Last year Digital Media did something new: we endorsed a Governor and Lt. Governor candidate ticket. At the time we believed Carter Jones and Alex Vijums fit the bill best. Last night Digital Media began to doubt this.
Now, after an interview with our Governor, we have again began to believe that Jones and Vijums are the candidates that we endorsed.
The issue the Digital team had was that Jones and Vijums would not share their platform with us. Last night the Governor’s office sent a press release stating the reason they would not allow the platform to be made public was because Jones and Vijums “want delegates to get a fair chance for their bill to pass or fail on the floor without prior influence from a document that can be interpreted in many ways.” To begin with, we all agreed that it wasn’t fair to assume that just because a delegates bill doesn’t go along with the Governor’s platform, that delegate wouldn’t fight just as hard, if not harder to pass their bill. Delegates are here to participate in a model of Minnesota government, a democracy. If a bill is vetoed and enough delegates disagree, they have the option to override the veto. This is the beauty of our check and balance system.
This seemed clear enough to Digital Media, but when we sat down to talk to Jones about his platform, we saw another side. Jones discussed in the interview that while he would go through each point of the platform and discuss it with us, we would not be allowed a physical copy. This had been one of our original issues, but after Jones gave us an example, things are making more sense.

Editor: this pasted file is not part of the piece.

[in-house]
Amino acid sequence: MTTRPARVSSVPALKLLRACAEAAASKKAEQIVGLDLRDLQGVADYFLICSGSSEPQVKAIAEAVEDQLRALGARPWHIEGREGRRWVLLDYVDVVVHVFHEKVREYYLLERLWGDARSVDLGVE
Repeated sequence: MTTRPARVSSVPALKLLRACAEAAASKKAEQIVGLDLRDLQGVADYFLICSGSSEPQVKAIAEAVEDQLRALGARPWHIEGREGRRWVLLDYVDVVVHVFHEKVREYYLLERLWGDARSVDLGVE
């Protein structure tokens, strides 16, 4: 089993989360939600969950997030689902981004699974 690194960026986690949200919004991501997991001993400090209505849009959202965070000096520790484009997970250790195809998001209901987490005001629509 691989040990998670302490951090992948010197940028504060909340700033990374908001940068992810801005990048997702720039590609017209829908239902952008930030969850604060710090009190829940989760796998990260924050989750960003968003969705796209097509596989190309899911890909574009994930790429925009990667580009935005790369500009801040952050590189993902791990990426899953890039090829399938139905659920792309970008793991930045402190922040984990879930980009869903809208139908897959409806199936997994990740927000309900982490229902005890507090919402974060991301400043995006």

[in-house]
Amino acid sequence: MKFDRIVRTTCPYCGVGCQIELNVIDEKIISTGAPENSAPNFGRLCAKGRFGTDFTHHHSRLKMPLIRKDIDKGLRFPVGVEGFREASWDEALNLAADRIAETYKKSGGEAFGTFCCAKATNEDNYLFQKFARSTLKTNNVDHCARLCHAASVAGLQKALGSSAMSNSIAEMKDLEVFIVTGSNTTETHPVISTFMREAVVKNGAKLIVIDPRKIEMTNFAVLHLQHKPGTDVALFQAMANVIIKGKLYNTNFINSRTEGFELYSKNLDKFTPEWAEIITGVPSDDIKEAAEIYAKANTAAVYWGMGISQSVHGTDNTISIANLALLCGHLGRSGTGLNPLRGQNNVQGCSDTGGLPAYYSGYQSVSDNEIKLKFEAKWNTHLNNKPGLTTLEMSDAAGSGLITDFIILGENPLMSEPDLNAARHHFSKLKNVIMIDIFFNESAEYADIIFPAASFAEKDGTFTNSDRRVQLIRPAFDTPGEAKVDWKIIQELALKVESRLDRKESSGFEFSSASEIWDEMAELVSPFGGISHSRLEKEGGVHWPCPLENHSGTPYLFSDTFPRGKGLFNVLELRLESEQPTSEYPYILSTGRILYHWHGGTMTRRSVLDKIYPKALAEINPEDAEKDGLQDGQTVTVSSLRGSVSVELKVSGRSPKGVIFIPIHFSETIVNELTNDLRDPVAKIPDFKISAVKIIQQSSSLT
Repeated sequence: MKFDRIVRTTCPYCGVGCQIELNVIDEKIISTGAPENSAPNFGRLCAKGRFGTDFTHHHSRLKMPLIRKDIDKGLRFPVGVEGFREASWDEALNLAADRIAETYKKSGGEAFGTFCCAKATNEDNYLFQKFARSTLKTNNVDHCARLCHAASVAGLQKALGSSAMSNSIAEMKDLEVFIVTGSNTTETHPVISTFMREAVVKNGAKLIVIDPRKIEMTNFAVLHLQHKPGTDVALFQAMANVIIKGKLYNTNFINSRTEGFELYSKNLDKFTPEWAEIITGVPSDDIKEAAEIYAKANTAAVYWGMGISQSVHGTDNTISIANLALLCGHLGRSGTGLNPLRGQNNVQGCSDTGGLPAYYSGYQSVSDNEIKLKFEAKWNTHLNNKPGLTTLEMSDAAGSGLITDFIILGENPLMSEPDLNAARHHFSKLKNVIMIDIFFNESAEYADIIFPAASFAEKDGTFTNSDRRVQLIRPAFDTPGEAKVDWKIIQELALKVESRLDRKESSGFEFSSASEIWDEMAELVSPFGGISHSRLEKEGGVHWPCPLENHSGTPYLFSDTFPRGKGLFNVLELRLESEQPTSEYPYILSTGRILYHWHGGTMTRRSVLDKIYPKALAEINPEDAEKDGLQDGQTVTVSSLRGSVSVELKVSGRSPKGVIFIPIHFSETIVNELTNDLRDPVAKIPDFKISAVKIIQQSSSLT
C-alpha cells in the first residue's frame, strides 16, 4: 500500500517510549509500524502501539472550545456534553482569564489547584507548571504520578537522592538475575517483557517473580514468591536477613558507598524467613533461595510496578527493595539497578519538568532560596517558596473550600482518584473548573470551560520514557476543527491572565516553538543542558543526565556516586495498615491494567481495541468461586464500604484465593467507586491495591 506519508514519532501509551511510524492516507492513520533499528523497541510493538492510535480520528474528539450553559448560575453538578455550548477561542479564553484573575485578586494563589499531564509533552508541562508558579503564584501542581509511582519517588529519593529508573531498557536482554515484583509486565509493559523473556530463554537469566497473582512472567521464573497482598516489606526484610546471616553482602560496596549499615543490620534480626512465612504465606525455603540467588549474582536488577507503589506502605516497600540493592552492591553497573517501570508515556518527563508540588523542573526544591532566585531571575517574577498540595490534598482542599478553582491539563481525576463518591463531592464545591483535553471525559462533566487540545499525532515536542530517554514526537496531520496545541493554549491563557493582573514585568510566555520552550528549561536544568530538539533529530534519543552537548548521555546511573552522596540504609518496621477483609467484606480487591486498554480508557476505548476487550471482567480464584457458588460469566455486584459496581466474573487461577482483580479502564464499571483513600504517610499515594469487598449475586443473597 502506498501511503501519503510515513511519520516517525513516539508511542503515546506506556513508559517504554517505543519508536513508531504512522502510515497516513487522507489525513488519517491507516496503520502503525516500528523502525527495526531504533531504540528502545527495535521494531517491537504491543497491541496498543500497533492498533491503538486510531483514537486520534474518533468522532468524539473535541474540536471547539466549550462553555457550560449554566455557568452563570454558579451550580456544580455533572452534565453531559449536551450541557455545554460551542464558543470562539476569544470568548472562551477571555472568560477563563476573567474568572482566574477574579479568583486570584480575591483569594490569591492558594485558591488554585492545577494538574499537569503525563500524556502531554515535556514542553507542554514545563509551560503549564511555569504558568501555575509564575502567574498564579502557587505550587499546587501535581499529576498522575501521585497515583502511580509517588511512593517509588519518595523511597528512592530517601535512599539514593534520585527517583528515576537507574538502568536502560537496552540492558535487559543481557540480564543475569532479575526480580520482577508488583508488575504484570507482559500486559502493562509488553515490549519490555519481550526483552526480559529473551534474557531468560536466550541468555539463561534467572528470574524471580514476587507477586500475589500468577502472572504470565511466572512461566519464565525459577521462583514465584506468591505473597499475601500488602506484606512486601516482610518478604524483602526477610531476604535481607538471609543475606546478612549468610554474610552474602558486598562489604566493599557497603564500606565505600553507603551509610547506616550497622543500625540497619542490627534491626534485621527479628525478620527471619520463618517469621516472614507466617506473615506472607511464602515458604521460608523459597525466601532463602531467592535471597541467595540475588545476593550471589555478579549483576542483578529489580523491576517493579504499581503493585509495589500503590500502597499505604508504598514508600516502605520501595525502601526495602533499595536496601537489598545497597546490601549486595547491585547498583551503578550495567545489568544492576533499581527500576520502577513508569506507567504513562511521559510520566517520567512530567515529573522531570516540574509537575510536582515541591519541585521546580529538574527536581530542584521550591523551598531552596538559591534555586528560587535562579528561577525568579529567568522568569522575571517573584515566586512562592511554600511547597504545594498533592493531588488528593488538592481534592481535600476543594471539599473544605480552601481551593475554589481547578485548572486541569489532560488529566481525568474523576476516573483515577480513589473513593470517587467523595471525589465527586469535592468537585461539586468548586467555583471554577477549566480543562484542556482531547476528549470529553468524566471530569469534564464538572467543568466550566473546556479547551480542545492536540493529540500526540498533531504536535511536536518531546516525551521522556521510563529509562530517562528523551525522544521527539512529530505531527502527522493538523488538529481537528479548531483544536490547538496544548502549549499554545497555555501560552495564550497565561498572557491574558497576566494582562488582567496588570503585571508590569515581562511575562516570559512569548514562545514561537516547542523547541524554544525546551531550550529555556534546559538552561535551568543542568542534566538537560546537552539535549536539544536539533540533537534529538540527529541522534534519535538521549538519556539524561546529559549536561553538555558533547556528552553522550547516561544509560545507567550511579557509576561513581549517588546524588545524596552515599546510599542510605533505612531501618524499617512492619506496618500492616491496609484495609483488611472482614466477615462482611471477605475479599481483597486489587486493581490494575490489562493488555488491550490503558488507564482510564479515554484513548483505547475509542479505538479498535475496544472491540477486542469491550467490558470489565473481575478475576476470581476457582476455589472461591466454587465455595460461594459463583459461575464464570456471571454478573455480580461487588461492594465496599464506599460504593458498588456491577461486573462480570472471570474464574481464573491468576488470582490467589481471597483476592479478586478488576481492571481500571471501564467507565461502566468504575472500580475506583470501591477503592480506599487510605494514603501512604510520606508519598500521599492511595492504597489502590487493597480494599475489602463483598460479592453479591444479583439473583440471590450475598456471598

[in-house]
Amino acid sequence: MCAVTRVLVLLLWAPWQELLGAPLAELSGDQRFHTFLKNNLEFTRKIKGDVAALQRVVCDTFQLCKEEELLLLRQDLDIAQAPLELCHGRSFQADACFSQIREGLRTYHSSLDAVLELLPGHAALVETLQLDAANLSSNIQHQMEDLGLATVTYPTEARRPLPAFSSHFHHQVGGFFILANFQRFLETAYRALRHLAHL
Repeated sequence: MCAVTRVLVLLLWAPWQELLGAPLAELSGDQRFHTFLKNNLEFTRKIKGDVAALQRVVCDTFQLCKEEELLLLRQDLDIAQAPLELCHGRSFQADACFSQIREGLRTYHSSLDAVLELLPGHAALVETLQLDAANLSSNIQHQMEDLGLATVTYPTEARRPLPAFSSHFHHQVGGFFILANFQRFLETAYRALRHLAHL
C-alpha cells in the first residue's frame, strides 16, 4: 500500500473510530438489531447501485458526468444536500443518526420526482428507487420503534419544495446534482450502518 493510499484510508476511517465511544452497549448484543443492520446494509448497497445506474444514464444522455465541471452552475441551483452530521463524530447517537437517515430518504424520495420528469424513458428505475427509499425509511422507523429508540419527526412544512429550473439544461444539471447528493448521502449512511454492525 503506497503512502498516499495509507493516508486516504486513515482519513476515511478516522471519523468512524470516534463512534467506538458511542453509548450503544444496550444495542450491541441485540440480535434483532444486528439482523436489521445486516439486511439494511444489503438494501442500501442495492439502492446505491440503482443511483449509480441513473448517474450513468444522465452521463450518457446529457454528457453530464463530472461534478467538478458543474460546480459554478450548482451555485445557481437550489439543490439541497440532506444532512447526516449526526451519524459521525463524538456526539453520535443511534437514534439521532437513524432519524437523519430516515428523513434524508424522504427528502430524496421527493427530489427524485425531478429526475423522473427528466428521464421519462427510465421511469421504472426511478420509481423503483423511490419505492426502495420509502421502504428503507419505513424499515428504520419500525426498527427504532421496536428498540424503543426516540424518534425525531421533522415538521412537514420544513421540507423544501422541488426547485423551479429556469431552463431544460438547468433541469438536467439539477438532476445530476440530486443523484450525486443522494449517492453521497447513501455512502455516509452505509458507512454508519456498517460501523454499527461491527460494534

When we went over Jones’ platform, he stated that he and Vijums would not pass bills mandating core curriculum as this would decrease the space students have to take classes of their choosing that could benefit them in the future. Also, there is concern for schools not being able to provide the necessary teachers and materials needed to add a new class. This part of the platform would seem to say that any bill regarding mandated curriculum would not be passed by the Governor or Lt. Governor. Yet Jones is expected to pass and sign a bill that would mandate the teachings of climate change and global warming in biology and chemistry. The reason Jones is willing to pass this bill is because it is not mandating a whole new class, but simply adding material to an existing class. This example, which would seem to be the kind of bill that Jones would veto, begins to prove that a public, written platform may not be the best idea.
Jones and Vijums considered releasing their platform from the beginning of their terms. Through votes with their staff, and discussion with predecessors and experienced Youth in Government adult leaders, Jones and Vijums chose to not share their platform, in writing, as they felt it was what was best for the program. Digital Media has been behind these two since their election last year, and we are glad to say we continue to stand behind them.